Jiro Dreams of Sushi (8/25/12)

Jiro Dreams of SushiMovie One Hundred Ninety Seven

Jiro Dreams of Sushi is a documentary about the life and career of Jiro Ono, sushi chef extraordinaire.

Jiro Ono is a man that has become possibly the greatest sushi chef living today. At over 80 years old and with no sign of retiring, he owns and runs the restaurant Sukiyabashi Jiro, along with his oldest son, Yoshikazu. His other son, Takashi, runs a more relaxed, literal mirror image of the restaurant. Meals start at over $300 when converted, and the waiting list is over a month long. The film takes us through what drives Jiro’s constant self-improvement and also explores the inner-workings of the restaurant and what makes it so special.

Sushi is easily one of my favorite foods so I have been patiently waiting for a chance to watch Jiro Dreams of Sushi in hopes of whetting my appetite. Thankfully, this little film is on Netflix Instant Watch and I was able to scarf down this delectable documentary. I had a hard time swallowing the fact that this man could be so good that he could charge so much for the privilege to eat his food, although after watching it I’m still choking on it. OK, I think that’s all the eating puns for this review (maybe).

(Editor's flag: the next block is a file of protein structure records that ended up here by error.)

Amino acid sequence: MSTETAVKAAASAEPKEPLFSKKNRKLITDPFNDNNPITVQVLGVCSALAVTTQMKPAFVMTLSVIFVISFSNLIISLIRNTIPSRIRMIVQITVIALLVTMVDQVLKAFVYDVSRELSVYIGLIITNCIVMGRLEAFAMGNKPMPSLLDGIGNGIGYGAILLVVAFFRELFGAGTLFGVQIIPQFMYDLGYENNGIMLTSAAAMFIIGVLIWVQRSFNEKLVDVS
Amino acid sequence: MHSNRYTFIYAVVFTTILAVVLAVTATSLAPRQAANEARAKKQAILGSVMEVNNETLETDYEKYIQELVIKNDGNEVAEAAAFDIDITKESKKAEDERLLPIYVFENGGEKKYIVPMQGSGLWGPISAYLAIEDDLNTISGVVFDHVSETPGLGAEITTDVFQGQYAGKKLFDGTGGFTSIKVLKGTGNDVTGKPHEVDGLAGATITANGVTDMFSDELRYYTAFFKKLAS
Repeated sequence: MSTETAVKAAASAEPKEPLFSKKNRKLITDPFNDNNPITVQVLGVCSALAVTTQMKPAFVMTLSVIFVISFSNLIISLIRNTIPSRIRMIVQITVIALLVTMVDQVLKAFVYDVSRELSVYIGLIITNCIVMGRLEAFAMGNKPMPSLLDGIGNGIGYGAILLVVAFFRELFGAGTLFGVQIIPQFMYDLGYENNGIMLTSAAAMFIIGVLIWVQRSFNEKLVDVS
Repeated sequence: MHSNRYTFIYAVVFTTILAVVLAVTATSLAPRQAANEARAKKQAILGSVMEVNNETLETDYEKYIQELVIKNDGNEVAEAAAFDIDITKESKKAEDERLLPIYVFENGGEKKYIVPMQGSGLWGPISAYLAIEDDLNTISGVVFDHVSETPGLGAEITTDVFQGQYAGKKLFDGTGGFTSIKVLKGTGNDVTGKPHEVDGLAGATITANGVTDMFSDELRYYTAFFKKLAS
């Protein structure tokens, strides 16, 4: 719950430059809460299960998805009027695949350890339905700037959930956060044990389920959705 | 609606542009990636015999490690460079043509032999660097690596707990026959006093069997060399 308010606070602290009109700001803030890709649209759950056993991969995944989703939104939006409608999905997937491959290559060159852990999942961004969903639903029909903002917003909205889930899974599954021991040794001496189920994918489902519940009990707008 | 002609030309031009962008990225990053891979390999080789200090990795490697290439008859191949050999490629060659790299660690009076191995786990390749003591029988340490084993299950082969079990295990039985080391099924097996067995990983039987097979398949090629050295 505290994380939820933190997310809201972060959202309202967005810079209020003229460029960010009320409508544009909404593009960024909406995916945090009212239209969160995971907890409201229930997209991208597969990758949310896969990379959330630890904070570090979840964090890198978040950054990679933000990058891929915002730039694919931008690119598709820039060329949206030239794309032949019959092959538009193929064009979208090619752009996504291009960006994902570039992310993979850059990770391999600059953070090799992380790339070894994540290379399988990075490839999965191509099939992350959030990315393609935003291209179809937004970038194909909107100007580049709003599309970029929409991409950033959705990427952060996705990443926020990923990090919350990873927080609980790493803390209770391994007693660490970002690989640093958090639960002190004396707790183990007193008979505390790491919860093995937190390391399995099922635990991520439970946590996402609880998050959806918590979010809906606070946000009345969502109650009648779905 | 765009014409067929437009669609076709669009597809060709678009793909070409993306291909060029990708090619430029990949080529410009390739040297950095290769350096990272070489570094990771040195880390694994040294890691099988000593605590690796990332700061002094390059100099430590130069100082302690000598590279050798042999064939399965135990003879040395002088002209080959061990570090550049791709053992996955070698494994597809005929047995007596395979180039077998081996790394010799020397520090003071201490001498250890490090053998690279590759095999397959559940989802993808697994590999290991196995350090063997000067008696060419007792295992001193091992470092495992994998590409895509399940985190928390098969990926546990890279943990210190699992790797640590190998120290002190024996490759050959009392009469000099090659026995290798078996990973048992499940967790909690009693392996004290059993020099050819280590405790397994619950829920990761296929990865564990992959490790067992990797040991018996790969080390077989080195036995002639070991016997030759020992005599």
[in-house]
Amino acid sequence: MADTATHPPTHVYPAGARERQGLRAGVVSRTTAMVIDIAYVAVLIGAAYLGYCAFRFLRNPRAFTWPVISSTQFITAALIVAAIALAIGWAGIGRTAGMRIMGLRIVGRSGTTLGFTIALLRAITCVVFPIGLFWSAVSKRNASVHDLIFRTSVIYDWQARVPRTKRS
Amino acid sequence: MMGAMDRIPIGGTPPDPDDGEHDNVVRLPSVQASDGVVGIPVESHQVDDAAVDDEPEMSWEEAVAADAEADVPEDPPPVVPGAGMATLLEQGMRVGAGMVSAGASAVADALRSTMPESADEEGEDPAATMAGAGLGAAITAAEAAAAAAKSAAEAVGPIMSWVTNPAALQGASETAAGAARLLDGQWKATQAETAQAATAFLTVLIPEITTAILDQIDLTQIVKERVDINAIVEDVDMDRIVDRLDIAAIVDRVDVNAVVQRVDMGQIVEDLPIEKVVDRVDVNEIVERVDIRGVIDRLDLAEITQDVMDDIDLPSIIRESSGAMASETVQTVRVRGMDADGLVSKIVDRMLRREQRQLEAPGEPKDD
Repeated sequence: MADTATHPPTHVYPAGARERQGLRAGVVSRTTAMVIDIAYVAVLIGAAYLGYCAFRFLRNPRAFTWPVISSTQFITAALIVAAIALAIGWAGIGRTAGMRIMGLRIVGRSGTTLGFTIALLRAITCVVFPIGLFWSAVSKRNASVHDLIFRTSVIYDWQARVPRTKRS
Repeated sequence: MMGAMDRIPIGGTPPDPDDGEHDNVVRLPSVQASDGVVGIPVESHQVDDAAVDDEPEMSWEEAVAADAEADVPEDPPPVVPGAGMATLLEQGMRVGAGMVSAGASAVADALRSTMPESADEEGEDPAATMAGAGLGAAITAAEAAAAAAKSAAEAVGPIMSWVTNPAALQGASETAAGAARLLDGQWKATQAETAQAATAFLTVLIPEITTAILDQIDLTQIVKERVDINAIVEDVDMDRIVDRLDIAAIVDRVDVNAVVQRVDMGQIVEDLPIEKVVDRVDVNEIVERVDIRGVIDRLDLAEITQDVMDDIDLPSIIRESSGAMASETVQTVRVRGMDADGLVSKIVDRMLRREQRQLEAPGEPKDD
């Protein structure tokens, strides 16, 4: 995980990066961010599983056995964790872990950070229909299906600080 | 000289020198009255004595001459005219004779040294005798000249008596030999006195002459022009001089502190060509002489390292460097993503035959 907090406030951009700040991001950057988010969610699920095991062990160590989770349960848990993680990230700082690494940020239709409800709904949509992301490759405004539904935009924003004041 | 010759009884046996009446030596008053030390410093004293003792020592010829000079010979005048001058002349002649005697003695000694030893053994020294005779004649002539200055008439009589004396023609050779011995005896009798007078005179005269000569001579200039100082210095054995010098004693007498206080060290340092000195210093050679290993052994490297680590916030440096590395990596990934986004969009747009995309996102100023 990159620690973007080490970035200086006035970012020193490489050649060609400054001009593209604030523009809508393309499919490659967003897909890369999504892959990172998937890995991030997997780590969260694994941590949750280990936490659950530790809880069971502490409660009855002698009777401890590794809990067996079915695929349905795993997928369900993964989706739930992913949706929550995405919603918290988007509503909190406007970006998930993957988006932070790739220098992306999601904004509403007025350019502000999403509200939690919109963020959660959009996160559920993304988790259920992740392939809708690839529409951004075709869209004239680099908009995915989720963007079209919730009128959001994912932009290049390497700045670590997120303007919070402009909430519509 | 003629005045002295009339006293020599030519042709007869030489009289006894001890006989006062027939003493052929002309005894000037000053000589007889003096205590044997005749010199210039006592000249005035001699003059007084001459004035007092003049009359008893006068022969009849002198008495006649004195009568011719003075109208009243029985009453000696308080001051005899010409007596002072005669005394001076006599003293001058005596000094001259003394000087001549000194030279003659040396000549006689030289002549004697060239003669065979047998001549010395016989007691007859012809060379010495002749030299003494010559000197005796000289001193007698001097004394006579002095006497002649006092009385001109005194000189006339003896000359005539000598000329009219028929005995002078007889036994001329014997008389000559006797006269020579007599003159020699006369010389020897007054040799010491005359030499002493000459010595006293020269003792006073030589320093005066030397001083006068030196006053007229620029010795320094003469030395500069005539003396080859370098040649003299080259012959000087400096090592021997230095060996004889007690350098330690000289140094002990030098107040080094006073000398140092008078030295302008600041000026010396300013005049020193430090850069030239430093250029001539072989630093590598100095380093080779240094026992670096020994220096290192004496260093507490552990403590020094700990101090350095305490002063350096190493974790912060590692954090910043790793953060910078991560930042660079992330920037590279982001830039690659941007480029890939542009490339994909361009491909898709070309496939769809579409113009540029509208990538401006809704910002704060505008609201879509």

Jiro’s personal struggle is very touching and the insight the film gives to him and his family is really what makes the film worth watching. Yes, the sushi they make is truly perfect, but without taste-o-vision, who cares? Jiro Dreams of Sushi did make me wish I could have the pleasure of dining in the restaurant, though. I also gained a great appreciation for *good* sushi. One of the points made by one of their fish suppliers is that since sushi is everywhere these days, the good fish population is dwindling. It’s not a point the film dwells on, but it really got me thinking.

While I enjoyed Jiro Dreams of Sushi, I was left hungry for more (sorry). I’m not sure what the film could have covered that would have sated me, and I enjoyed everything I watched, but I still thought it needed something to give it a little push. I would still recommend it to sushi fans and non-sushi fans alike, though. The film is really about Jiro in his quest to perfect sushi rather than the sushi itself.

I give it 4 perfect tuna sushis out of 5.

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